Hypothalamic-pituitary adrenal function in end-stage non-alcoholic liver disease.
ABSTRACT Patients with end-stage liver disease have significant mortality often associated with intercurrent episodes of bleeding or sepsis. Intact adrenal function is essential in such situations. In order to test the hypothesis that adrenal insufficiency might be present in severe liver disease, hypothalamic-pituitary adrenal function was evaluated in patients with end-stage liver disease awaiting transplantation. The study had a prospective, open comparative design with patients restricted to those having non-alcoholic liver disease in order to avoid the confounding direct effects of alcohol on adrenocortical function. Fifty-one consecutive patients with end-stage, non-alcoholic liver disease undergoing evaluation for liver transplantation and 40 healthy controls were studied. Patients who had used corticosteroids (n = 8) or who were unable to complete the investigations (n = 5) were excluded leaving 38 patients eligible for analysis. Adrenal function was evaluated under basal conditions by single morning measurements of plasma total and free cortisol, corticosteroid-binding globulin, dehydroepiandrosterone sulfate and by adrenal stimulation indirectly using insulin-induced (0.1 U/kg, i.v.) hypoglycaemia and/or directly by adrenocorticotrophic hormone (ACTH); 250 micrograms tetracosactrin, i.v.) stimulation. Compared with healthy controls, patients with liver disease had a 64% reduction in maximal increments of plasma cortisol to indirect adrenal stimulation via insulin-induced hypoglycaemia and a 39% reduction to direct adrenal stimulation by ACTH (all P < 0.001). There was a significant negative correlation between the severity of underlying liver disease as assessed by Child-Pugh scores and peak control responses to ACTH (r = -0.647, P < 0.0001) and insulin-induced hypoglycaemia (r = -0.597, P < 0.0001).(ABSTRACT TRUNCATED AT 250 WORDS)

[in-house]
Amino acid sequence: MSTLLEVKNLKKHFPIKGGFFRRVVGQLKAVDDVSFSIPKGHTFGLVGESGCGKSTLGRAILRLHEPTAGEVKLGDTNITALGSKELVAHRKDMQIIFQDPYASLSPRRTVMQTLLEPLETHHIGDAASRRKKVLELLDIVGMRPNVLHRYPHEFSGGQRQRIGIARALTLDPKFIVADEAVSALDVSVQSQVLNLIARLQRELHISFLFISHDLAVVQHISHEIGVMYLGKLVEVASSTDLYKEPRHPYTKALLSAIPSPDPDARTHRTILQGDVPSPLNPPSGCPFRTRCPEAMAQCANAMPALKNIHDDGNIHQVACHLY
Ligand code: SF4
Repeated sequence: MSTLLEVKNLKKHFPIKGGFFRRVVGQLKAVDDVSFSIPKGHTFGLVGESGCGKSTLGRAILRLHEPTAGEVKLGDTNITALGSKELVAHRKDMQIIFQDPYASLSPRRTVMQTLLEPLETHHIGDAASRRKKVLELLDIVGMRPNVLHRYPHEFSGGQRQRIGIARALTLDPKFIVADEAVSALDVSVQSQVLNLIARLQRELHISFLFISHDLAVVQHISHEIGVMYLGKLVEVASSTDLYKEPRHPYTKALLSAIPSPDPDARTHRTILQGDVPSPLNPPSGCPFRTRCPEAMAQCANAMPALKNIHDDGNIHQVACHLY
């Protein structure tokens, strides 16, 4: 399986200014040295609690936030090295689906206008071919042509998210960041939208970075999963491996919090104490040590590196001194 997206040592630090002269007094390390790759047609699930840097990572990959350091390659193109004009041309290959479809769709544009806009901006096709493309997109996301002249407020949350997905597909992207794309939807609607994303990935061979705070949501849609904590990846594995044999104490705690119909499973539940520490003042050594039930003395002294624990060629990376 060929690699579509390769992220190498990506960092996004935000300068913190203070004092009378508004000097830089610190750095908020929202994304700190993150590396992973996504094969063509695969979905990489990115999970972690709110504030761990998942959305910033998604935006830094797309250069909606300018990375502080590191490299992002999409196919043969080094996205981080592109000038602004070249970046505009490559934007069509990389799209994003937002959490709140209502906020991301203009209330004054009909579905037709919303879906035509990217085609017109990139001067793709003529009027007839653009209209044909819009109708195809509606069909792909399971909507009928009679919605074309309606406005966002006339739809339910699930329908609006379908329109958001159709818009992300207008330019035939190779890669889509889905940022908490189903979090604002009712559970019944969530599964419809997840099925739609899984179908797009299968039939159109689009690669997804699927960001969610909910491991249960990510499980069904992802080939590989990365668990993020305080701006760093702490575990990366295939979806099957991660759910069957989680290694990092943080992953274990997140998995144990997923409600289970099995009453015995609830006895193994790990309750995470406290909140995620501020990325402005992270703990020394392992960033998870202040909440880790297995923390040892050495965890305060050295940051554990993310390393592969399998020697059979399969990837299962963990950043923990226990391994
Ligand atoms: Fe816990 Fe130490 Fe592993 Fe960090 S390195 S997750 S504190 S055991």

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ABSTRACT: In patients with cirrhosis, adrenal insufficiency (AI) is reported during sepsis and septic shock and is associated with increased mortality. Consequently, the term "hepato-adrenal syndrome" was proposed. Some studies have shown that AI is frequent in stable cirrhosis as well as in cirrhosis associated with decompensation other than sepsis, such as bleeding and ascites. Moreover, other studies showed a high prevalence in liver transplant recipients immediately after, or some time after, liver transplantation. The effect of corticosteroid therapy in critically ill patients with liver disease has been evaluated in some studies, but the results remain controversial. The 250-μg adreno-cortico-tropic-hormone stimulation test to diagnose AI in critically ill adult patients is recommended by an international task force. However, in liver disease, there is no consensus on the appropriate tests and normal values to assess adrenal function; thus, standardization of normal ranges and methodology is needed. Serum total cortisol assays overestimate AI in patients with cirrhosis, so that direct free cortisol measurement or its surrogates may be useful measurements to define AI, but further studies are needed to clarify this. In addition, the mechanisms by which liver disease leads to adrenal dysfunction are not sufficiently documented. This review evaluates published data regarding adrenal function in patients with liver disease, with a particular focus on the potential limitations of these studies as well as suggestions for future studies.Hepatology 01/2012; 55(4):1282-91. · 11.66 Impact Factor
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ABSTRACT: OBJECTIVES: Plasma melatonin profile abnormalities have been described in patients with cirrhosis and generally attributed to impaired hepatic melatonin metabolism. The possibility that they might reflect circadian clock dysfunction has not been explored. In addition, the relationship between plasma melatonin profiles and the sleep disturbances observed in these patients remains unclear. The aims of this study were: (i) to evaluate circadian clock function and hepatic melatonin metabolism in cirrhotic patients, and (ii) to study the relationship between plasma melatonin profiles and sleep–wake behavior.The American Journal of Gastroenterology 03/2010; · 7.28 Impact Factor
Journal of Hepatology 03/2011; 54(3):590-1. · 9.26 Impact Factor